Robinson JD, Segal R, Lopez LM, Doty RE. Impact of a pharmaceutical care intervention on blood pressure control in a chain pharmacy practice. Ann Pharmacother. 2010;44:88–96.PubMedCrossRefGoogle Scholar
  123. 123.
    Roca-Cusachs A, Sort D, Altimira J, Bonet R, Guilera E, Monmany J, et al. The impact of a patient education programme in the control of hypertension. J Hum Hypertens. 1991;5:437–41.PubMedGoogle Scholar
  124. 124.
    Rodriguez MA. Is behavior change sustainable for diet, exercise, and medication adherence? [dissertation]. New York, NY: Yeshiva University; 2011.Google Scholar
  125. 125.
    Roumie CL, Elasy TA, Greevy R, Griffin MR, Liu X, Stone WJ, et al. Improving blood pressure control through provider education, provider alerts, and patient education: a cluster randomized trial. Ann Intern Med. 2006;145:165–75.PubMedCrossRefGoogle Scholar
  126. 126.
    Ruppar TM. Randomized pilot study of a behavioral feedback intervention to improve medication adherence in older adults with hypertension. J Cardiovasc Nurs. 2010;25:470–9.PubMedCrossRefGoogle Scholar
  127. 127.
    Saleem F, Hassali MA, Shafie AA, Ul Haq N, Farooqui M, Aljadhay H, et al. Pharmacist intervention in improving hypertensionrelated knowledge, treatment medication adherence and health-related quality of life: a non-clinical randomized controlled trial. Health Expect. 2013. doi: 10.1111/hex.12101.PubMedGoogle Scholar
  128. 128.
    Santschi V, Rodondi N, Bugnon O, Burnier M. Impact of electronic monitoring of drug adherence on blood pressure control in primary care: a cluster 12-month randomised controlled study. Eur J Intern Med. 2008;19:427–34.PubMedCrossRefGoogle Scholar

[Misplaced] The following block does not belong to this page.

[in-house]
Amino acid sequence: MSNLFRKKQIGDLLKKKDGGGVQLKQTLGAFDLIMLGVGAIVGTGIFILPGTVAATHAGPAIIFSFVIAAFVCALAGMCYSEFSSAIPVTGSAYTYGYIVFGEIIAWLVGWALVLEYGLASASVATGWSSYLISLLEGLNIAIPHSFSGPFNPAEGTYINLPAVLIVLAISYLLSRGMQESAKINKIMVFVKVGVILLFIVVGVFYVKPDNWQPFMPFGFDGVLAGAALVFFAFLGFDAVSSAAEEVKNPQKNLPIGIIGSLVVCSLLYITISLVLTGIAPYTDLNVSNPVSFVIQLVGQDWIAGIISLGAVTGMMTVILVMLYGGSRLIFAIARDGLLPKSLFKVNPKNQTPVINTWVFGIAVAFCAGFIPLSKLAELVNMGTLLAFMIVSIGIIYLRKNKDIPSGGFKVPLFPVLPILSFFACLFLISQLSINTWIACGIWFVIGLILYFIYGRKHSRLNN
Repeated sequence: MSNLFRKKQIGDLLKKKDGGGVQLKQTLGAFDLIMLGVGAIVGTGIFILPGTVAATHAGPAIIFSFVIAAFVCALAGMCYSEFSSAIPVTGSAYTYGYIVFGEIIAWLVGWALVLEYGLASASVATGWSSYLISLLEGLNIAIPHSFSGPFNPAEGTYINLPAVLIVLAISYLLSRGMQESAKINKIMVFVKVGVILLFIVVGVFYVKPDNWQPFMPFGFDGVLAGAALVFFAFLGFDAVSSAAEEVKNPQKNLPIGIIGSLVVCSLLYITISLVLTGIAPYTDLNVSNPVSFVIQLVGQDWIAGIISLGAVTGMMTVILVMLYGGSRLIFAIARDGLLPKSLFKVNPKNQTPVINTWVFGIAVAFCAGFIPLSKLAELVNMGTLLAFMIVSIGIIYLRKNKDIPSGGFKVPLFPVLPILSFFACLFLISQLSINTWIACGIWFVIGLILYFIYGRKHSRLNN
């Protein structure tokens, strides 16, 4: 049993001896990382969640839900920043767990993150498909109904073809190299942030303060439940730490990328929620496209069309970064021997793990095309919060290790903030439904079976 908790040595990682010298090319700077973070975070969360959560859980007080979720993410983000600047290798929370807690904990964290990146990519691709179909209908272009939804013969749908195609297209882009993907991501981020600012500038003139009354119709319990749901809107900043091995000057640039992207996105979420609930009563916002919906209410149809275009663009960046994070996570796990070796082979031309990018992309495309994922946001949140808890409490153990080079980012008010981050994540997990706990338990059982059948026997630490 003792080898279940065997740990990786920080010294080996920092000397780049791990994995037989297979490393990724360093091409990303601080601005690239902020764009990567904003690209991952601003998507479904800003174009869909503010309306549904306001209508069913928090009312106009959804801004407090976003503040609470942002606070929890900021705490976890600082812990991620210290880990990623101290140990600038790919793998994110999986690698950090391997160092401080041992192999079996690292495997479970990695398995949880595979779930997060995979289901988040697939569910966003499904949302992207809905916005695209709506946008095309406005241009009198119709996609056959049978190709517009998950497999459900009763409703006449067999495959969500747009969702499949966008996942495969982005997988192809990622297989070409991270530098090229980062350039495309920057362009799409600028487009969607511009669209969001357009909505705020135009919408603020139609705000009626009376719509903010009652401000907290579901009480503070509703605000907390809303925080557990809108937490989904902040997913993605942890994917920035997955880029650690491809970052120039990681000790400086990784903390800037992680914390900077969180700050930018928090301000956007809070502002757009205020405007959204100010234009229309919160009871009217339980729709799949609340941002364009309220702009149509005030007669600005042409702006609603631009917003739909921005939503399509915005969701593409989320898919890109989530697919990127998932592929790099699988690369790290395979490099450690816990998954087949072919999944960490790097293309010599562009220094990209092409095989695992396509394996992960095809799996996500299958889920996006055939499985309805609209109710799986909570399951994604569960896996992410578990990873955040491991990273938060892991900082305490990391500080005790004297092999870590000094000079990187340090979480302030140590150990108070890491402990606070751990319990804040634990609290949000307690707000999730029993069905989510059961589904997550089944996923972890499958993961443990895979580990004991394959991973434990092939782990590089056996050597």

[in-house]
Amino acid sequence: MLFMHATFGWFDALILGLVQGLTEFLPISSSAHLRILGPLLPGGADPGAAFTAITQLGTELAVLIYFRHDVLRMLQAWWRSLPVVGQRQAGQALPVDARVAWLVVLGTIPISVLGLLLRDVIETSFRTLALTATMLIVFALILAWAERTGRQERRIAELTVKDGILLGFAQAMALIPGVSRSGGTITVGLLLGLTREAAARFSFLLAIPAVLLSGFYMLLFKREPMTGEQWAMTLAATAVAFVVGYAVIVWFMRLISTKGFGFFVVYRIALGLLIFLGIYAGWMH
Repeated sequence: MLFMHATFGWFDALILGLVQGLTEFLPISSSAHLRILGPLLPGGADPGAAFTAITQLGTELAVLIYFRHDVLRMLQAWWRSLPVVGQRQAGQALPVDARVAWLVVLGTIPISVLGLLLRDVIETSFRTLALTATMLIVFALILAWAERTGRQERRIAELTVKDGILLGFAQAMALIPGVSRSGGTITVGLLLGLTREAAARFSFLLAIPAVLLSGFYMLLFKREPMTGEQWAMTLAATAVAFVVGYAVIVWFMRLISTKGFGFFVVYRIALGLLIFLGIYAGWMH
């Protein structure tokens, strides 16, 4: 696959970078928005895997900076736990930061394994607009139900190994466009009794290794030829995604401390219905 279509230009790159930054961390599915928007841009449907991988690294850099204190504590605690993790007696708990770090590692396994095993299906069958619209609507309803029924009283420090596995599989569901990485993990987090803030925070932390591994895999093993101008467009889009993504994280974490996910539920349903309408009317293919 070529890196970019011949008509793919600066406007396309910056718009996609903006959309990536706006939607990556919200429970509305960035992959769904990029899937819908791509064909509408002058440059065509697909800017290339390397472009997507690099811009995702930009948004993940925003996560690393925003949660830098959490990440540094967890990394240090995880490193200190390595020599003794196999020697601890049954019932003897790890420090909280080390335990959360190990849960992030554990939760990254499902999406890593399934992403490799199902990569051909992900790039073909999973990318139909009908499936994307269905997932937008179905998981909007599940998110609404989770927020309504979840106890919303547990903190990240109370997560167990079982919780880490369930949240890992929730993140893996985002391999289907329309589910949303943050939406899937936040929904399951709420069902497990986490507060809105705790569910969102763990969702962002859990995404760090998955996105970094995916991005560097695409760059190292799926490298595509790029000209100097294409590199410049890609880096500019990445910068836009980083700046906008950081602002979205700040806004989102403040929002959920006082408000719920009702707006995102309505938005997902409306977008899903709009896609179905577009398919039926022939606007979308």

129. 129.
    Saunders LD, Irwig LM, Gear JS, Ramushu DL. A randomized controlled trial of compliance improving strategies in Soweto hypertensives. Med Care. 1991;29:669–78.PubMedCrossRefGoogle Scholar
  130. 130.
    Schroeder K, Fahey T, Hollinghurst S, Peters TJ. Nurse-led adherence support in hypertension: a randomized controlled trial. Fam Pract. 2005;22:144–51.PubMedCrossRefGoogle Scholar
  131. 131.
    Sicras-Mainar A, Ibanez J, Firas X, Bulto C, Costa A, Majos N et al. Evaluation of Telemedicine Program (ITHACA): innovation in the treatment of arterial hypertension increasing the compliance and adherence. International Society for Pharmacoeconomics and Outcomes Research 17th Annual Meeting; Washington, D.C. pp. A528. Accessed.Google Scholar
  132. 132.
    Skaer TL, Sclar DA, Markowski DJ, Won JKH. Effect of value-added utilities in promoting prescription refill compliance among patients with hypertension. Curr Ther Res Clin Exp. 1993;53:251–5.CrossRefGoogle Scholar
  133. 133.
    Solomon DK, Portner TS, Bass GE, Gourley DR, Gourley GA, Holt JM, et al. Clinical and economic outcomes in the hypertension and COPD arms of a multicenter outcomes study. J Am Pharm Assoc. 1998;38:574–85.Google Scholar
  134. 134.
    Sookaneknun P, Richards RM, Sanguansermsri J, Teerasut C. Pharmacist involvement in primary care improves hypertensive patient clinical outcomes. Ann Pharmacother. 2004;38:2023–8.PubMedCrossRefGoogle Scholar
  135. 135.
    Stewart A, Noakes T, Eales C, Shepard K, Becker P, Veriawa Y. Adherence to cardiovascular risk factor modification in patients with hypertension. Cardiovasc J South Afr. 2005;16:102–7.Google Scholar
  136. 136.